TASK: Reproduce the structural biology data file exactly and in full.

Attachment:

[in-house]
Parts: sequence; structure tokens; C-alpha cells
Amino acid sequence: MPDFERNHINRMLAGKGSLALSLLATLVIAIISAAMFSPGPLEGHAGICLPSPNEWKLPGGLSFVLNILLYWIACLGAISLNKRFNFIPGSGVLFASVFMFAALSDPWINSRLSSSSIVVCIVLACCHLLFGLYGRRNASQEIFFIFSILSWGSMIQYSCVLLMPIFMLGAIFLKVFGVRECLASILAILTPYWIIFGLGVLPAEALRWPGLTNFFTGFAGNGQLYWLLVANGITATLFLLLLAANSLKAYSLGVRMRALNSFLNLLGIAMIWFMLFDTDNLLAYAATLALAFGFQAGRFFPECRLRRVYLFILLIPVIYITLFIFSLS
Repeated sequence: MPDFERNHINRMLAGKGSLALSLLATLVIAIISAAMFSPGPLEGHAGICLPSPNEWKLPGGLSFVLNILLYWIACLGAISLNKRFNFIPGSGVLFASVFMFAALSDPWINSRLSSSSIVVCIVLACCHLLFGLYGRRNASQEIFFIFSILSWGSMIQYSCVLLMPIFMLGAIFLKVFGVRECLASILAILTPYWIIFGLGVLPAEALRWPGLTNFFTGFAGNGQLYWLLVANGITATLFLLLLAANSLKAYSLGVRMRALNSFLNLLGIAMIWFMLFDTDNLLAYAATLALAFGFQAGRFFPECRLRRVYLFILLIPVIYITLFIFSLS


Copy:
[in-house]
Parts: sequence; structure tokens; C-alpha cells
Amino acid sequence: MPDFERNHINRMLAGKGSLALSLLATLVIAIISAAMFSPGPLEGHAGICLPSPNEWKLPGGLSFVLNILLYWIACLGAISLNKRFNFIPGSGVLFASVFMFAALSDPWINSRLSSSSIVVCIVLACCHLLFGLYGRRNASQEIFFIFSILSWGSMIQYSCVLLMPIFMLGAIFLKVFGVRECLASILAILTPYWIIFGLGVLPAEALRWPGLTNFFTGFAGNGQLYWLLVANGITATLFLLLLAANSLKAYSLGVRMRALNSFLNLLGIAMIWFMLFDTDNLLAYAATLALAFGFQAGRFFPECRLRRVYLFILLIPVIYITLFIFSLS
Repeated sequence: MPDFERNHINRMLAGKGSLALSLLATLVIAIISAAMFSPGPLEGHAGICLPSPNEWKLPGGLSFVLNILLYWIACLGAISLNKRFNFIPGSGVLFASVFMFAALSDPWINSRLSSSSIVVCIVLACCHLLFGLYGRRNASQEIFFIFSILSWGSMIQYSCVLLMPIFMLGAIFLKVFGVRECLASILAILTPYWIIFGLGVLPAEALRWPGLTNFFTGFAGNGQLYWLLVANGITATLFLLLLAANSLKAYSLGVRMRALNSFLNLLGIAMIWFMLFDTDNLLAYAATLALAFGFQAGRFFPECRLRRVYLFILLIPVIYITLFIFSLS